A tribute to and a lament for Marshall McLuhan.  Five days a week, Tuesday through Saturday, I present one of McLuhan’s observations and talk about its relevance today.  300 ideas. 300 days.  300 posts.

How to set an exam.

Marshall McLuhan (1969, age 57).  Are you ready?

At the beginning of this seminar on communications I said that you were to choose 3 books out the 30 on the reading list and that they will be the subject of your final exam.  No doubt you have been wondering what form this exam will take.   Wonder no more. It’s time to sit and deliver.  Have you got a pencil and paper?  Very good, you will have thirty minutes.  Write down three questions on each of the books you have read.

Me (July, 2010, age 58).  A brilliant solution

Fred Thompson, who was a student of McLuhan’s at Toronto in the year after he returned from Fordham in the academic year 1968/69, talks about this exam in his contributions to the books Who Was Marshall McLuhan and Marshall McLuhan: The Man and His Message.

Certainly, McLuhan chose a brilliantly eccentric and efficient way to set an exam.  A more direct approach would certainly have required a much longer exam with questions on each of the 30 books on the reading list.  Almost certainly the questions the students’ came up with revealed much about their understanding of the books they had read and the form of the exam sends the clear message that he believes the questions are more important than the answers. But, it is doubtful if a university professor today would be allowed to set such an exam either by their department or their students.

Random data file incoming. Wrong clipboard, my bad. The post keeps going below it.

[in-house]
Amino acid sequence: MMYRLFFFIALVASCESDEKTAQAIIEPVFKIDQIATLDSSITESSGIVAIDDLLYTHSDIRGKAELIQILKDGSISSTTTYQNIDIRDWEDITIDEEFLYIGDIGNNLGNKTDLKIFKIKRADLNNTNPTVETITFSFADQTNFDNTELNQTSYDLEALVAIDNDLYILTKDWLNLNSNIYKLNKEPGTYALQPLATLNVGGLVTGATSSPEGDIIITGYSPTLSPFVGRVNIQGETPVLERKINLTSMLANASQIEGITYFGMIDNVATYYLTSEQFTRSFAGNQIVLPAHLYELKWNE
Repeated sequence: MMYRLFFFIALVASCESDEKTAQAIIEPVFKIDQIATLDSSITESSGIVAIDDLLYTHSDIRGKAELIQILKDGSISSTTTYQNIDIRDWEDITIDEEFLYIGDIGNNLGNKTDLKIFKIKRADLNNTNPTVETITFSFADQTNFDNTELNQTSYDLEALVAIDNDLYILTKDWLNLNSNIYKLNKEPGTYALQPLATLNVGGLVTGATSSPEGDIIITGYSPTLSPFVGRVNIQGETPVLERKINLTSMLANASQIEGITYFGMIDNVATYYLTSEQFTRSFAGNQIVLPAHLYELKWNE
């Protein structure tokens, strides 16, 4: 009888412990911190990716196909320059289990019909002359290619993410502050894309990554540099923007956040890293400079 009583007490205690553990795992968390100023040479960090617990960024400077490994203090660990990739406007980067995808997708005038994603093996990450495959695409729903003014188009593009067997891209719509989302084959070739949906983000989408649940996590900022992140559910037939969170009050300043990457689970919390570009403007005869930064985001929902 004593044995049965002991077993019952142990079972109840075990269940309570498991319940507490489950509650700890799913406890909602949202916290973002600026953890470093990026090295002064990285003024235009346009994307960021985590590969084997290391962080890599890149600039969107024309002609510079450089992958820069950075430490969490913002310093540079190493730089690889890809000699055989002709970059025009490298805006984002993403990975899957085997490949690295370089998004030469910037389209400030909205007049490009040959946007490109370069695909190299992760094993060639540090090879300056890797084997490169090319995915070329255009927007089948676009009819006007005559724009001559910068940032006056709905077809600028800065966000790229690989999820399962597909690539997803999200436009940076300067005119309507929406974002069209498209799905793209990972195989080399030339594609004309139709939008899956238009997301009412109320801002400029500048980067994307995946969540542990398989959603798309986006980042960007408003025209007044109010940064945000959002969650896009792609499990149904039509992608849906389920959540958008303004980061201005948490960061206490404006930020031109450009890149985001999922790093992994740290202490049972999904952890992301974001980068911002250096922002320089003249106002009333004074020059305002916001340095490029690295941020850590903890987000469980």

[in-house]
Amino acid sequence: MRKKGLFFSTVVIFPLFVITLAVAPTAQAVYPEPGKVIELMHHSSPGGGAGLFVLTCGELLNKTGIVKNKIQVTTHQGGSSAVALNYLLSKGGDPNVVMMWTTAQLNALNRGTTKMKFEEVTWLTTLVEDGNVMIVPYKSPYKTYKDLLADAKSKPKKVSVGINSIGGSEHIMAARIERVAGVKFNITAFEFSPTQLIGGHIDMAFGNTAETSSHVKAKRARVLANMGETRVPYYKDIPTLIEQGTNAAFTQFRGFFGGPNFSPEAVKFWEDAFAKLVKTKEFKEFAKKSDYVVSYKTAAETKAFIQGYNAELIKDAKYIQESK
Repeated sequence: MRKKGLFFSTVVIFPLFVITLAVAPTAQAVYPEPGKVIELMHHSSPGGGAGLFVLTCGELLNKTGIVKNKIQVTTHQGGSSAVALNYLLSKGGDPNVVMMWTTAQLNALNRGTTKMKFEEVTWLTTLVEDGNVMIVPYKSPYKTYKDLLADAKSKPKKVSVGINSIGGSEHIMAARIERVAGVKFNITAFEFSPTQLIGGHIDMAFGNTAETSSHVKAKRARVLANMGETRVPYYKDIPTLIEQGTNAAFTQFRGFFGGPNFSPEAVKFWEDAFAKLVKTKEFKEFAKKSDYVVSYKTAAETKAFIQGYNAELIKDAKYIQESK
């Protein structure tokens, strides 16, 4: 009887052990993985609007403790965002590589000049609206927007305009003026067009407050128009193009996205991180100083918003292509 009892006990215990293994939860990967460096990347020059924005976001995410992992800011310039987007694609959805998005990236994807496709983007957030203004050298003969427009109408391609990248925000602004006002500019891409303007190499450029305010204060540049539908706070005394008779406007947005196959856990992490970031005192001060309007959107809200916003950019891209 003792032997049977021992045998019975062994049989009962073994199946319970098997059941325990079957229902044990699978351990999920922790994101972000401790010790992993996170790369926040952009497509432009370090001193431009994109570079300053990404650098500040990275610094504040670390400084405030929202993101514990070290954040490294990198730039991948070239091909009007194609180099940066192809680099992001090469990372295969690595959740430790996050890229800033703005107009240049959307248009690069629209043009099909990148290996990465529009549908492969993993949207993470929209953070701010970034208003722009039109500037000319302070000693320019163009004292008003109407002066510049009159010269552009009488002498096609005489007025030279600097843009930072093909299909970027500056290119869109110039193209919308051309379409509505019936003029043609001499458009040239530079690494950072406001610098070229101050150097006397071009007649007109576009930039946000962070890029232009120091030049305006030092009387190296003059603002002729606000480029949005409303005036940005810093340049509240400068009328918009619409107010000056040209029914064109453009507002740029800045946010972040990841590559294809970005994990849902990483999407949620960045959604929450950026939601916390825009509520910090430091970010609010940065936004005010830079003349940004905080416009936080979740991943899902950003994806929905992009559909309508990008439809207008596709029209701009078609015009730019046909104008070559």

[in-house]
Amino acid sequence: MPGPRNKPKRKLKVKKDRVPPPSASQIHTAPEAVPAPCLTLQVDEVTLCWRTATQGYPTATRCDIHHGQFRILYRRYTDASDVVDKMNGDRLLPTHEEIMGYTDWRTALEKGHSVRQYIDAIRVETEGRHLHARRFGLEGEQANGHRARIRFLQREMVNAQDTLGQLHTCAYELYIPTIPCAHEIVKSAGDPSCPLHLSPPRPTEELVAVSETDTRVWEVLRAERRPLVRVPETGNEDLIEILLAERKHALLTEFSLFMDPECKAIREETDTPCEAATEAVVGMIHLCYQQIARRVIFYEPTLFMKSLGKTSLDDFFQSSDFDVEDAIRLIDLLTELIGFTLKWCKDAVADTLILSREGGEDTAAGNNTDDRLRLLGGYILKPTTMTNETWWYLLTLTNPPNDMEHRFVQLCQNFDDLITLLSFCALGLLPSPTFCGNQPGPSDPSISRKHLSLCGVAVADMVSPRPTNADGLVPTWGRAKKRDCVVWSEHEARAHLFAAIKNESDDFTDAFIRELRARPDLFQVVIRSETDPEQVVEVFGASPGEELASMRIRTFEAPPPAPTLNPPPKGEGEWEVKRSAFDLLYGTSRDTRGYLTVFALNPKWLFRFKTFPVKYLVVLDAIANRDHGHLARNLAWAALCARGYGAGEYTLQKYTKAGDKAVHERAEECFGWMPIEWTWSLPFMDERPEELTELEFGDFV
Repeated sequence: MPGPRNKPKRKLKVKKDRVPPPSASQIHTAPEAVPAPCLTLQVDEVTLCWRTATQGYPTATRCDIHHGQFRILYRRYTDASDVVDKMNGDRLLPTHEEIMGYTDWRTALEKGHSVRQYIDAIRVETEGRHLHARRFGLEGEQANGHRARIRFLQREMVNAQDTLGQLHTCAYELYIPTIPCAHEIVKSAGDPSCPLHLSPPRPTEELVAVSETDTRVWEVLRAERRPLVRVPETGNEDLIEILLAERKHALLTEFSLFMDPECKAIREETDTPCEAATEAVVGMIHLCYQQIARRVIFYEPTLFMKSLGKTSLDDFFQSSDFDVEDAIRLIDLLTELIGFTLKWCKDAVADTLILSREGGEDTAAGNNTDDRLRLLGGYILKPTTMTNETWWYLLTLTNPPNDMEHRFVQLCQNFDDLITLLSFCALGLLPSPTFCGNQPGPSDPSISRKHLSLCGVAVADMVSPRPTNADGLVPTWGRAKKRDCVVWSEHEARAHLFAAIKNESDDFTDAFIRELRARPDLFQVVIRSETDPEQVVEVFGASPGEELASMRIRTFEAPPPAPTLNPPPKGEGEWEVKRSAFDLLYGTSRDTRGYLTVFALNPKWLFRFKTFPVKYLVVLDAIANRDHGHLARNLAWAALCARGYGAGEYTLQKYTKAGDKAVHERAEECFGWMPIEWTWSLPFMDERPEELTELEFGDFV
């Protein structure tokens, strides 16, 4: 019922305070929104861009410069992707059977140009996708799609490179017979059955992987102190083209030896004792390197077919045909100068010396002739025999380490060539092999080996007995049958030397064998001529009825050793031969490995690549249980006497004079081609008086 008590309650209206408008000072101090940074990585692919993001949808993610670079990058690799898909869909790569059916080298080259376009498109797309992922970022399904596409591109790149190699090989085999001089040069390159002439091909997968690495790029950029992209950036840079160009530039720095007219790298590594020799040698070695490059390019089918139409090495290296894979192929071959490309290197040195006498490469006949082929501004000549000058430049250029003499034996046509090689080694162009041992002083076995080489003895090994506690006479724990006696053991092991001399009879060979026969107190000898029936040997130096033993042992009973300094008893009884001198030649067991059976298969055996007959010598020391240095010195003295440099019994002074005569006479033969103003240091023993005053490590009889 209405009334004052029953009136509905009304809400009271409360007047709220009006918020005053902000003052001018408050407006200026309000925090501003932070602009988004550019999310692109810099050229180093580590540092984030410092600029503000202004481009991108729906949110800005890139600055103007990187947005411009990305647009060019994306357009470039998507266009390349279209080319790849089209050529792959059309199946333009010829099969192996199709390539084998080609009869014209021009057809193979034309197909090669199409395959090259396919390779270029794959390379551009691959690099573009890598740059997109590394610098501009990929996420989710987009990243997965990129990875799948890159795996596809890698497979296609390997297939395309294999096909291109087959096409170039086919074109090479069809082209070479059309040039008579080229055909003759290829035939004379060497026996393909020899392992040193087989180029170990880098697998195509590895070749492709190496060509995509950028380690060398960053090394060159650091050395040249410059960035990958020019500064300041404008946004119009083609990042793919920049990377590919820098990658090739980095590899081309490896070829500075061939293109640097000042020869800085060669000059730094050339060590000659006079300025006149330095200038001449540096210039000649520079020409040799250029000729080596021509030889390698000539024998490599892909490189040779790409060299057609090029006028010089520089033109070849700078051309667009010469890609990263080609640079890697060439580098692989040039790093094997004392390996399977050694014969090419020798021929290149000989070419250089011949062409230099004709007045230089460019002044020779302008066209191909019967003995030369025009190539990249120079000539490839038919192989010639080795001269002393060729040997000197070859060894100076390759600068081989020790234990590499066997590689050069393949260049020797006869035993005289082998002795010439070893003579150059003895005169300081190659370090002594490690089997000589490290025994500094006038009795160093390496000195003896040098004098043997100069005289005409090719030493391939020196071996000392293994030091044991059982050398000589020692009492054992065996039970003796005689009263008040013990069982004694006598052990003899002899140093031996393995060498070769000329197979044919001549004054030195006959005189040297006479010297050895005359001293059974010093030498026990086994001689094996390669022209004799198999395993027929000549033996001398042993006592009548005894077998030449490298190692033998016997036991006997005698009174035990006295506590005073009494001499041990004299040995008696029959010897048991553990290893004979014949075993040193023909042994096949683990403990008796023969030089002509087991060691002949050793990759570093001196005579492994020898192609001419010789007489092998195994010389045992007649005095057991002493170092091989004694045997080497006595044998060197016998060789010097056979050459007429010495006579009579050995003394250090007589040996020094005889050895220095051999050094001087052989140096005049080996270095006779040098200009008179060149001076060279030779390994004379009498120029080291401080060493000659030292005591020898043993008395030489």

As a test of your understanding of Marshall McLuhan and his work come up with three questions about him. Here are mine:

(1) What did he mean by “the medium is the message?”

(2) What can we learn about McLuhan from the portrait Wyndham Lewis drew of him?

(3) “What if he’s right?”

Now, what do you think?  Are the questions more important than the answers?

Cordially, Marshall and Me

Reading

Barrington Nevitt with Maurice McLuhan, Who Was Marshall McLuhan, 1994, pp. 178.

George Sanderson and Frank Mcdonald, eds., Marshall McLuhan: The Man and His Message, 1989, p. 135.

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Michael Hinton Friday, July 30th, 2010
Permalink 1950s and 60s, Education, Vol. 1 No Comments

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